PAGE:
“Rapid change requires a forward-looking vision for your business and the fund industry we operate in” Dorsey said. He emphasized that firm leaders need to realize that what is needed is a dedicated, long term, multi-year process of making strategic decisions to address the new operating environment of accelerating change in the industry, markets and client perceptions. You cannot take a few steps and believe it will create immediate success. He illustrated his points by describing the steps that Ultimus took to grow and build the momentum of the firm.
Discussions and topic sessions throughout the Conference reinforced this message. Common themes emerged that included:
- The dedicated use of technology – Two areas were explored: 1.) development internally and with vendor partners on building APIs throughout the firm so all systems are able to talk to each other and 2.) development of a digital strategy to achieve straight through processing capability, freeing up personnel to do more analysis and less data input functions.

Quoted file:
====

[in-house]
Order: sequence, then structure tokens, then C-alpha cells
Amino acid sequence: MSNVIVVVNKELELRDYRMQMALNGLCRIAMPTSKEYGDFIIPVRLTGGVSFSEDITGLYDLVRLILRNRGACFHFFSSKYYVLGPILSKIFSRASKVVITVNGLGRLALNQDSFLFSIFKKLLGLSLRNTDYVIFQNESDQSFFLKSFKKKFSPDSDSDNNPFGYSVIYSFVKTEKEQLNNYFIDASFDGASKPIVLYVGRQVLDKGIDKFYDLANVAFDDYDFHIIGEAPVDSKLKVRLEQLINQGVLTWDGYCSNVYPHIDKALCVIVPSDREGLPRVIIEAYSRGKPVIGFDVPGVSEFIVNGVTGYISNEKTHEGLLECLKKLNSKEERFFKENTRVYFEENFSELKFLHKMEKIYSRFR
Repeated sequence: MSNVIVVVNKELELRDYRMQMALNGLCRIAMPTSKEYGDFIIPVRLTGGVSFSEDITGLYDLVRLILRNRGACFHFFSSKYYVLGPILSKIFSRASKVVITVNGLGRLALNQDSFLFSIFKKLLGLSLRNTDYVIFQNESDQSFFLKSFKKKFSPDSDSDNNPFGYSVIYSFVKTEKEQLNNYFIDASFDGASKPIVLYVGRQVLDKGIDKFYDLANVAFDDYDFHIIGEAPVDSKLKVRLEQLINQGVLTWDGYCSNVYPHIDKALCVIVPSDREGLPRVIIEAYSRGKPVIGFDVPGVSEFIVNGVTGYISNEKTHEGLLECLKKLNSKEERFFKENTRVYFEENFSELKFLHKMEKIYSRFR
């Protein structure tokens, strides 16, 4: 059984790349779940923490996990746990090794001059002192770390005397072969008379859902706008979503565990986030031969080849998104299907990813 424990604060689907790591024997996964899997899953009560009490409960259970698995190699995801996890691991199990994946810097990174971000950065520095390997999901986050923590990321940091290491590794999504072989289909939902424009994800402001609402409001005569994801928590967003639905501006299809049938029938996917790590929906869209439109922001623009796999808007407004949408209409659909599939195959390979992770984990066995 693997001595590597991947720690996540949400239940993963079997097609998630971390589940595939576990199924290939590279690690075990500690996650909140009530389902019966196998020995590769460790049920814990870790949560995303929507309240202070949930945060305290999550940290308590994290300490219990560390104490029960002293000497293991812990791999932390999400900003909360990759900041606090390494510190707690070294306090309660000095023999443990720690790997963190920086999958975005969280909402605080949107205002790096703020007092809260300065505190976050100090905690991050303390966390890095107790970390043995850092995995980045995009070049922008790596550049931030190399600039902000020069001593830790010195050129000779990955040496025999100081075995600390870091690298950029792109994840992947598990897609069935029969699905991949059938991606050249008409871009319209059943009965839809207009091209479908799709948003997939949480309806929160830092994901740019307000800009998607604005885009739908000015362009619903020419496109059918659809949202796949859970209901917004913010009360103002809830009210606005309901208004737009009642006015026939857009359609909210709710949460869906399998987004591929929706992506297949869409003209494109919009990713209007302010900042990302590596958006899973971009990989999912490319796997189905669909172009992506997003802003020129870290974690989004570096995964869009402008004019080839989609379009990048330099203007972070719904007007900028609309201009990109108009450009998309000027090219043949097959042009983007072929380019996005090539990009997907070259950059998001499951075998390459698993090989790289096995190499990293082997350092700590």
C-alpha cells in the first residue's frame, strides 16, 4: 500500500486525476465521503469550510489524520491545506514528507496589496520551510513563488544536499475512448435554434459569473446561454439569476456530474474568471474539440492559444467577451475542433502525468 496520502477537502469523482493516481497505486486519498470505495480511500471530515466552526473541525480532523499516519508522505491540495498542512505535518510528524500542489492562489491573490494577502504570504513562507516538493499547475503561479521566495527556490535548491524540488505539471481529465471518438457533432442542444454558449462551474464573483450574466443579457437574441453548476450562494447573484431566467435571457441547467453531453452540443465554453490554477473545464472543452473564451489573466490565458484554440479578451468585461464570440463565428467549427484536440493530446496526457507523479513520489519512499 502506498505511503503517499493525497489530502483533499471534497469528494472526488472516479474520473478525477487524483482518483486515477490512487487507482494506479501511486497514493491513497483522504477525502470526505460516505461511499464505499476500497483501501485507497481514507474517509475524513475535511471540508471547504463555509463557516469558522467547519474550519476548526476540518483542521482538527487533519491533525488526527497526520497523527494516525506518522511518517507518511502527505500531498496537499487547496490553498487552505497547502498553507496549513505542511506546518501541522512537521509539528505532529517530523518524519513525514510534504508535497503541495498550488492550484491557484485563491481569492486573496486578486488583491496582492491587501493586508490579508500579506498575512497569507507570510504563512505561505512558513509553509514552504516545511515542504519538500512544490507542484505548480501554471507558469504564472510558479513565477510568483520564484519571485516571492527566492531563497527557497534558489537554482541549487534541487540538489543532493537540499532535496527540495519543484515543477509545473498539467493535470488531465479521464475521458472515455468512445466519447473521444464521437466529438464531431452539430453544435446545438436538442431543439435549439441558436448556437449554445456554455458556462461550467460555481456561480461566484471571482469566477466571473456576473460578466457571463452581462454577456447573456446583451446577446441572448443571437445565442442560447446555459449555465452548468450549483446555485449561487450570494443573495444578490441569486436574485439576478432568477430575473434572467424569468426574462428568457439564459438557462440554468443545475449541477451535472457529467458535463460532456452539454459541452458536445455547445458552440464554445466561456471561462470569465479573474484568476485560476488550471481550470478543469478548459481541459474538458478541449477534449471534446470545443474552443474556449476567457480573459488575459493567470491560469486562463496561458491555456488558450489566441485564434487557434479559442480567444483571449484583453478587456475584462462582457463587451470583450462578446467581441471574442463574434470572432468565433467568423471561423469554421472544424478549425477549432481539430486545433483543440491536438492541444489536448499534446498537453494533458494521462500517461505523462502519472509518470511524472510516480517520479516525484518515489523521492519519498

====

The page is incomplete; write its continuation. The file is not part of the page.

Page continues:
- Merging Tech with a collaborative management style and experienced creative talent – Firms need to bring in experienced but creative talent and be organized as teams working in a collaborative way across departments. This allows knowledge sharing and helps with talent retention through fostering camaraderie and an active learning environment. Ultimus believes the only way financial firms can compete in our new operating environment of accelerating change is that everyone and everything in a financial firm needs to be fluidly talking and working with each other - from people to systems.
- Evolving changes in the markets – Ultimus echoed ICI recognition of decreasing number of IPOs and the dramatic decline in public companies with the resultant significant growth of private equity. From Ultimus’ perspective, this shift in the market requires a proactive response and became a key rationale for the firm’s recent acquisition of Woodfield Fund Administration, a private fund administrator. The acquisition provides further diversification of Ultimus’ revenue stream from mutual fund servicing to also include private fund servicing.